Magazine article Public Finance

IT's Better Than Expected

Magazine article Public Finance

IT's Better Than Expected

Article excerpt

Since joining the Cabinet in MaY, I have been working with my colleagues to support and improve public services through next year's Comprehensive Spending Review, which will set spending priorities for the next generation. So it was with great interest that I read Owen Barder's feature on the use of IT in the public sector ('Fear of trying', August 18-31).

As chair of the Cabinet subcommittee on electronic service delivery, I see the application of IT as one of the key enablers for the transformation in the public services that we need: a transformation that is vital for maintaining our recent economic success.

There was a huge backlog of underinvestment in public services when we were elected in 1997. If government spending had continued at the levels we inherited, public services would today be on their knees. Instead, we have invested in new hospitals, wards and schools with far better eguipment, and have modernised transport. As a result, we are much better positioned to deal with the challenges ahead.

But, having corrected the legacy of neglect, taxpayers need to know that the government will secure the best possible value for money as we continue to develop public services. Already this approach has meant much greater use of IT.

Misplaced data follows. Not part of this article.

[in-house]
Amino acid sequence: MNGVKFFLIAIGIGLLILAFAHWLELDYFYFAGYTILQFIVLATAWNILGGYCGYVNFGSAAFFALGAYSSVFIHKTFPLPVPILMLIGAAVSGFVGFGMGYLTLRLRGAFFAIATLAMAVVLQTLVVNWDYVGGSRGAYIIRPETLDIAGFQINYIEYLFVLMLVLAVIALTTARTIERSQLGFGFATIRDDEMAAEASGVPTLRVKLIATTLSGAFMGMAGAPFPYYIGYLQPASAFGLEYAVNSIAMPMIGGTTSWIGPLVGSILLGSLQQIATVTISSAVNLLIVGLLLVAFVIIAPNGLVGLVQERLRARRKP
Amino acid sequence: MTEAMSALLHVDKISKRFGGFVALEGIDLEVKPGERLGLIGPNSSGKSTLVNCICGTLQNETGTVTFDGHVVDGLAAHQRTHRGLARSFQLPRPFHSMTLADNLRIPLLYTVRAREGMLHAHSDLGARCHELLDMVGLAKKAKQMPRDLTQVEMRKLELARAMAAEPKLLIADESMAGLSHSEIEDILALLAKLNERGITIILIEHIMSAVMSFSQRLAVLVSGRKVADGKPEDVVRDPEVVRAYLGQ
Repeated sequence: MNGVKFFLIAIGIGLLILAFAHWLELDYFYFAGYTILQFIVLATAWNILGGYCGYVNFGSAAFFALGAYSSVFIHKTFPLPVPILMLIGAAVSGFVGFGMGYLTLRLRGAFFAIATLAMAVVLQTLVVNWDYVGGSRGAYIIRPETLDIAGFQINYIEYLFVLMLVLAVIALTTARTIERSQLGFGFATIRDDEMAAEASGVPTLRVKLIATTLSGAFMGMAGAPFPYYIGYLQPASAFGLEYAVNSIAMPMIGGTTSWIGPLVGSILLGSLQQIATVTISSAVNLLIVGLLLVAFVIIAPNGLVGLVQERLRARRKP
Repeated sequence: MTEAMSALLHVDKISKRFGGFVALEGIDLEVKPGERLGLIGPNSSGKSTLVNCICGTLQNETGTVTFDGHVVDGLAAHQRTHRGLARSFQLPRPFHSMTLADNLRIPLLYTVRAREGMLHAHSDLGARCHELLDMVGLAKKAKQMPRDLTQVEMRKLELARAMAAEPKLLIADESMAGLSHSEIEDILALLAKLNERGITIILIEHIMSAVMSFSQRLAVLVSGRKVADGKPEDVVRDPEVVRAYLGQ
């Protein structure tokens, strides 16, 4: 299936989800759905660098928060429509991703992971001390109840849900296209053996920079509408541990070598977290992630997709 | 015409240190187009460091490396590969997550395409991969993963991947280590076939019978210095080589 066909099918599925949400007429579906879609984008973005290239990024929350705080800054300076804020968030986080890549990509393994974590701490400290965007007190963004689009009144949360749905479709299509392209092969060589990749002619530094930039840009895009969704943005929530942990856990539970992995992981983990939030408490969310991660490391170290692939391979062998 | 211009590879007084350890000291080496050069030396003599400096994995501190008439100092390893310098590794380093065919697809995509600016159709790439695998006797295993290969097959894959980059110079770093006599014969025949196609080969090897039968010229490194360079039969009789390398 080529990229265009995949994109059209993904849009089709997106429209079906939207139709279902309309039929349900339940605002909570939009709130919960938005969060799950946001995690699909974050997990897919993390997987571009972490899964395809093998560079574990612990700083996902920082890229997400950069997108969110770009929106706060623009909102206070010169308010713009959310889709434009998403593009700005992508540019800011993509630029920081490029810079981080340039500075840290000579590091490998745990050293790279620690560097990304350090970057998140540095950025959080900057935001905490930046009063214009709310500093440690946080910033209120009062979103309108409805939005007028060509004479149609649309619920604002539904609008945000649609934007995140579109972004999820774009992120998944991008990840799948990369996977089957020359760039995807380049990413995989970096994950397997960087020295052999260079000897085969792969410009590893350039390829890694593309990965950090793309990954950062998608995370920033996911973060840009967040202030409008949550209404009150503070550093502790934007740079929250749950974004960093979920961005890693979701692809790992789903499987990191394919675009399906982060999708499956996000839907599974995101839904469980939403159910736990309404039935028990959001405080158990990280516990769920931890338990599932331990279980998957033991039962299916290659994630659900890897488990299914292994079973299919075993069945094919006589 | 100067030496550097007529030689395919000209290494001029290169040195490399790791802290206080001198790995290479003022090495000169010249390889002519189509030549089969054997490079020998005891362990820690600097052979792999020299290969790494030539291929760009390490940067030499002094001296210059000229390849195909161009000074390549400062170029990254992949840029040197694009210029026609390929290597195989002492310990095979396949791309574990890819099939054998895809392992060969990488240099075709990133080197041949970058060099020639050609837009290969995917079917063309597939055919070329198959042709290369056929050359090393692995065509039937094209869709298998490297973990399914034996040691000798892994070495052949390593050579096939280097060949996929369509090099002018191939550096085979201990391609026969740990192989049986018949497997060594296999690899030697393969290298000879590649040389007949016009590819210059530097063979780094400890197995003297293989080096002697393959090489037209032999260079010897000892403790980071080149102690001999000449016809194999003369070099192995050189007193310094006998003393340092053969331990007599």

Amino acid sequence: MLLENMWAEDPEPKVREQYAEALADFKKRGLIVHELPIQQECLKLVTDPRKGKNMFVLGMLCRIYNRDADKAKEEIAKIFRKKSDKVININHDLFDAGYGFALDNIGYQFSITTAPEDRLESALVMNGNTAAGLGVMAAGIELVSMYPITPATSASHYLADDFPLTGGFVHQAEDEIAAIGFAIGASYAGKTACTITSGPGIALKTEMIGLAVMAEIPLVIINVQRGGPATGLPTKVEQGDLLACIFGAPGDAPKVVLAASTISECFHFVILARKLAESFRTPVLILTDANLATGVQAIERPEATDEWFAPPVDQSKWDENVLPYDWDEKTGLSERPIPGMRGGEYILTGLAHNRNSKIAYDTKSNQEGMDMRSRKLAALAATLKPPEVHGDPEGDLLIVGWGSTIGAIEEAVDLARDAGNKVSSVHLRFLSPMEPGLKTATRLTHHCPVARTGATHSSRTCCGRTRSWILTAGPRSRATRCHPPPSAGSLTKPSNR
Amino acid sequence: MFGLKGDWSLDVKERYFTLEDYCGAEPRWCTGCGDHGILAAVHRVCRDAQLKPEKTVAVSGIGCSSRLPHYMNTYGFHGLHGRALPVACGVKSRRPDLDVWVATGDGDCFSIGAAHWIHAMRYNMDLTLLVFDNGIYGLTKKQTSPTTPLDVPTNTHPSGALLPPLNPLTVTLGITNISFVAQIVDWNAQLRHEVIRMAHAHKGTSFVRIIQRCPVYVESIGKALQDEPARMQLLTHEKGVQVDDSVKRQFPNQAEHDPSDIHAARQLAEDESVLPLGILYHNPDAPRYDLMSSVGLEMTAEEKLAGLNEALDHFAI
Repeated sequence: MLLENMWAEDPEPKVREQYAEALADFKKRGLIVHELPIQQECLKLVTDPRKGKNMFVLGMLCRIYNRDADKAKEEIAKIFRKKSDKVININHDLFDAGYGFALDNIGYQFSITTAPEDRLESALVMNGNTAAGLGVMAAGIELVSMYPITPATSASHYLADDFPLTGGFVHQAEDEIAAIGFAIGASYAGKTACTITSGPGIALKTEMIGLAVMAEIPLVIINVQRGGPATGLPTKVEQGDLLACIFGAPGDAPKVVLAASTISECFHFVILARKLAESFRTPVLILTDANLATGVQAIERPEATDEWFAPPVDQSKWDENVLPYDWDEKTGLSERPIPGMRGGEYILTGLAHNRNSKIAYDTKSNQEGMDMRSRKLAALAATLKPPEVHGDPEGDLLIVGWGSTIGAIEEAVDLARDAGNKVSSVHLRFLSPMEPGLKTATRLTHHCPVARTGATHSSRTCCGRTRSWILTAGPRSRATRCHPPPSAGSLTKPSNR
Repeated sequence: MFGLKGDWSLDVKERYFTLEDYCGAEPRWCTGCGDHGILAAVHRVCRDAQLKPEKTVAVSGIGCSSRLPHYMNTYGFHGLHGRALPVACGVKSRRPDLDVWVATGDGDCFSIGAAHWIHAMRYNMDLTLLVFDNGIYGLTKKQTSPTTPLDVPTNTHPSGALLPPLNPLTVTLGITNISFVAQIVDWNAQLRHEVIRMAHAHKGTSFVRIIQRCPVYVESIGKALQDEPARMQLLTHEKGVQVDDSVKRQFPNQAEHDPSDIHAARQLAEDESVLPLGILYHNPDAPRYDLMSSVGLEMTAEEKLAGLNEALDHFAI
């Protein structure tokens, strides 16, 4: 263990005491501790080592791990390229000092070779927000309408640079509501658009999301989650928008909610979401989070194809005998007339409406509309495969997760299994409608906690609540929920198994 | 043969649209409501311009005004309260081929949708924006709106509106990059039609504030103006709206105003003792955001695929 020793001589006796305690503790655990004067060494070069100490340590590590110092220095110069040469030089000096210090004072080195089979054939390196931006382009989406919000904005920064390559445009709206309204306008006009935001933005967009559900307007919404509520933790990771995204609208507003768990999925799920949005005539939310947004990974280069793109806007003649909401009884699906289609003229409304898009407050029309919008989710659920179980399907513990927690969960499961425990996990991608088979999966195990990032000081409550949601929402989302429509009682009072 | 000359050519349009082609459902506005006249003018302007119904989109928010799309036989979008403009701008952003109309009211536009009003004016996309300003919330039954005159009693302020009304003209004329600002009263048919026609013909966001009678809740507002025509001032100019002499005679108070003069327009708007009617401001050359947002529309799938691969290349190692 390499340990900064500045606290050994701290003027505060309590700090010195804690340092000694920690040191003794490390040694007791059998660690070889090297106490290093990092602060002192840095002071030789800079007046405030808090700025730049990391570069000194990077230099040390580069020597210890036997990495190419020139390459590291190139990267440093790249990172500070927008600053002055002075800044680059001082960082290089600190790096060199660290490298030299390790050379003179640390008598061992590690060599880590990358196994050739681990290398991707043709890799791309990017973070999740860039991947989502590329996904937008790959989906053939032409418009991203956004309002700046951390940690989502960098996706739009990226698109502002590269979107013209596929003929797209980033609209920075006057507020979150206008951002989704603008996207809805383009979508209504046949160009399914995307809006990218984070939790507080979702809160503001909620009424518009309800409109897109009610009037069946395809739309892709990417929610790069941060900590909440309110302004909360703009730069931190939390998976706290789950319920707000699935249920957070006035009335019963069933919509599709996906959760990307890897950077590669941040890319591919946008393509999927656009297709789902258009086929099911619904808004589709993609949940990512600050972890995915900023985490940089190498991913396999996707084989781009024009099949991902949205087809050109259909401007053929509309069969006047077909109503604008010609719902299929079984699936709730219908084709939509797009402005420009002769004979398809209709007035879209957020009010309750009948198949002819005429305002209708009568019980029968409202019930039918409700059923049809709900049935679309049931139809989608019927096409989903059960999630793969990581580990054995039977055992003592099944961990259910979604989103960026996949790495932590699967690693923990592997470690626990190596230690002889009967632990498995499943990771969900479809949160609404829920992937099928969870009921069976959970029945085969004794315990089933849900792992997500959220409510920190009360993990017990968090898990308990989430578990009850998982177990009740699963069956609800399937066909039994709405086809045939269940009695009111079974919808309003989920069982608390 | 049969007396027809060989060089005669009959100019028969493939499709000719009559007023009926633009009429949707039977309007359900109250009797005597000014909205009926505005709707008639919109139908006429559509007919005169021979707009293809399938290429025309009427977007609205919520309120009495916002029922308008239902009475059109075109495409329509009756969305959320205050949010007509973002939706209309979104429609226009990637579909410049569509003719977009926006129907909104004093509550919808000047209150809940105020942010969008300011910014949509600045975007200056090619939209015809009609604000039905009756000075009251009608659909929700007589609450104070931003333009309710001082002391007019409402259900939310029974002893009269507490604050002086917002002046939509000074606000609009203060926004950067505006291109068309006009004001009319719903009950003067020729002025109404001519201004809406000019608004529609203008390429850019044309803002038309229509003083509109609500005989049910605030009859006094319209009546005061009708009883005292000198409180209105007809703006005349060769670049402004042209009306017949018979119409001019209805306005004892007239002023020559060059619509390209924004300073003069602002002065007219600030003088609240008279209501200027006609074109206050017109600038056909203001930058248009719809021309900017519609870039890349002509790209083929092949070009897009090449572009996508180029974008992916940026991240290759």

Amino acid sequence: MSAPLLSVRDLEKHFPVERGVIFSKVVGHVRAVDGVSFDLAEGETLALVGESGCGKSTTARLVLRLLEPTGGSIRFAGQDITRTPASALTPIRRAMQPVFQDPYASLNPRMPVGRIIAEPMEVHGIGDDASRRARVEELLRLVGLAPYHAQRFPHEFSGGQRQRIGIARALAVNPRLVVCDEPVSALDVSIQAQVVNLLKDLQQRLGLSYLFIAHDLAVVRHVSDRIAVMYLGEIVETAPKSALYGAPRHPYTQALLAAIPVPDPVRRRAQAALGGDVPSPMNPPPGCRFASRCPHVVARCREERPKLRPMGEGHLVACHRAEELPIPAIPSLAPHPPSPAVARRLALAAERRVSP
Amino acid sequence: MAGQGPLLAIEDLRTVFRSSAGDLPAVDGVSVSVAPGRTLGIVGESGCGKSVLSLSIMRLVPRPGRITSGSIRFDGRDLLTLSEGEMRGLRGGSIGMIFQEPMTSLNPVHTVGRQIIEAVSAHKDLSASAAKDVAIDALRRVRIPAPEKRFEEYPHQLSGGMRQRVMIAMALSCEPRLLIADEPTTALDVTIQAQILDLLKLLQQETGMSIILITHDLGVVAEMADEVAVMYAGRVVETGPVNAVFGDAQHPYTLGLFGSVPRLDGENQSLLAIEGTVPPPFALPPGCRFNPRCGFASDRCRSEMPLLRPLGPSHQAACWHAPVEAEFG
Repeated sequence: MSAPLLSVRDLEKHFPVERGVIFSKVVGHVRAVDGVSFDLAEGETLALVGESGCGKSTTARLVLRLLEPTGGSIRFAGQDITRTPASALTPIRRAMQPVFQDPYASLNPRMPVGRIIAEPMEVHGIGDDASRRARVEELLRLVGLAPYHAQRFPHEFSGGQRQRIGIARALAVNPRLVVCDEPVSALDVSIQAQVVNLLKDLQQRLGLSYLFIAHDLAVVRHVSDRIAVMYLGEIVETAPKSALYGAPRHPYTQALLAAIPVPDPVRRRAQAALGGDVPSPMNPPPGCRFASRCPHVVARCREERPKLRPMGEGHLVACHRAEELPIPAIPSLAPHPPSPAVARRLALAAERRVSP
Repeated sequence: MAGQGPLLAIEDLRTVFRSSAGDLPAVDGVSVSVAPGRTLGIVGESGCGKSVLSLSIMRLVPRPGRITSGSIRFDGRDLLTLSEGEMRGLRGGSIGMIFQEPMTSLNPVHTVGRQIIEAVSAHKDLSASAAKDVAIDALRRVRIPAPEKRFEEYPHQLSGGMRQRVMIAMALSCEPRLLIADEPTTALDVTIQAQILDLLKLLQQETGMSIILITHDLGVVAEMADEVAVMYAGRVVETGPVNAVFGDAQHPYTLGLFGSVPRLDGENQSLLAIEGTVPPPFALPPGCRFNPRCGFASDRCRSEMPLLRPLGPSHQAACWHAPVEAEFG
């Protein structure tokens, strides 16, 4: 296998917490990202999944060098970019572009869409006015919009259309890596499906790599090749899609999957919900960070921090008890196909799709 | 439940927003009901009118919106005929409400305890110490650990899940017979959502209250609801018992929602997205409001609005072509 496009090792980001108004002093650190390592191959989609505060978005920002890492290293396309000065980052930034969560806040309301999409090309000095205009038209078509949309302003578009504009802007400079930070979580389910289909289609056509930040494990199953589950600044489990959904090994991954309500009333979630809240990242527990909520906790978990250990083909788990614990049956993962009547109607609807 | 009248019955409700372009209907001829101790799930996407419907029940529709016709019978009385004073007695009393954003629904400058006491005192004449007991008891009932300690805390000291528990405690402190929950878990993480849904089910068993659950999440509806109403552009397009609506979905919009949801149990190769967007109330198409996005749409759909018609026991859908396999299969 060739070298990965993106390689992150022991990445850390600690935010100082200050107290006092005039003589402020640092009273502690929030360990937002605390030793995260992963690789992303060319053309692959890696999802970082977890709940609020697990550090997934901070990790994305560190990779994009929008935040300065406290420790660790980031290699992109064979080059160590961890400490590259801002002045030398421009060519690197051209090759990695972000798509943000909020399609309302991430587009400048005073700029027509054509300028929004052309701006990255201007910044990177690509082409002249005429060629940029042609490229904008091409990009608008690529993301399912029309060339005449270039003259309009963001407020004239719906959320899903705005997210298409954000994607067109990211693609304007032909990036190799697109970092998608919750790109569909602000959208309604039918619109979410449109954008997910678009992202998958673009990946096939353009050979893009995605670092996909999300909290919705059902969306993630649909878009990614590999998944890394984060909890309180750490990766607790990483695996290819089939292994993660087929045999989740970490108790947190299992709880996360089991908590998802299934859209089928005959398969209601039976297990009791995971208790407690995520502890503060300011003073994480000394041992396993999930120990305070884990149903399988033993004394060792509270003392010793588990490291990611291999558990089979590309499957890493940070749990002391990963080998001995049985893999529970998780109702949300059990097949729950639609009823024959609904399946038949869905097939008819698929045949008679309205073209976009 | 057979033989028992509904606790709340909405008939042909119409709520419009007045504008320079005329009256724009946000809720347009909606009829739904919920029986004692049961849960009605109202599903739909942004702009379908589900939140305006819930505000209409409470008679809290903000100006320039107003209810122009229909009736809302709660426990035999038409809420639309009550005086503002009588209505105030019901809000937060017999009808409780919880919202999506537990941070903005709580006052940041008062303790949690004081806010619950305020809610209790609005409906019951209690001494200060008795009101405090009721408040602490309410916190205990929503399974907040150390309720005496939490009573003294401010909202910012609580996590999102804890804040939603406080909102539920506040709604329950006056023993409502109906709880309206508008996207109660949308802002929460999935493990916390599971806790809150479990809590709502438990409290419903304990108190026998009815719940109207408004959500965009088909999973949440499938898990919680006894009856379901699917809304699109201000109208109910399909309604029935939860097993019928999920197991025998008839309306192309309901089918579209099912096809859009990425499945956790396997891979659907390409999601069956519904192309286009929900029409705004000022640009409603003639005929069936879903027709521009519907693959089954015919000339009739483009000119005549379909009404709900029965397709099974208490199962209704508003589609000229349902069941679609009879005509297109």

Indeed, some people are surprised to discover just how much IT systems have contributed to better services and better efficiency over the past few years. These are projects that are being implemented successfully and are improving both service quality and value for money.

For example, since April 2003, we have phased out the old giro system for paying pensions and benefits - a technology based on wartime ration books. Today, benefits are paid electronically, directly into more than 22.5 million bank accounts and Post Office card accounts. We were told that the project would be a disaster, that elderly people would not be able to cope with Pin numbers and that the IT would break down.

But the doubters have been confounded. The system worked smoothly from day one and proved a big hit with the public. By 2008, it will have saved taxpayers more than £1bn.

Another impressive example is the Jobcentre Plus Job Bank, the most popular job search service in the UK, with details of 400,000 vacancies and used for four million searches a week. It can be accessed via JobPoint terminals in every Jobcentre, and more widely too - via any online terminal through There are also JobPoint terminals on the concourse at Stansted Airport and at Asda in Swindon. …

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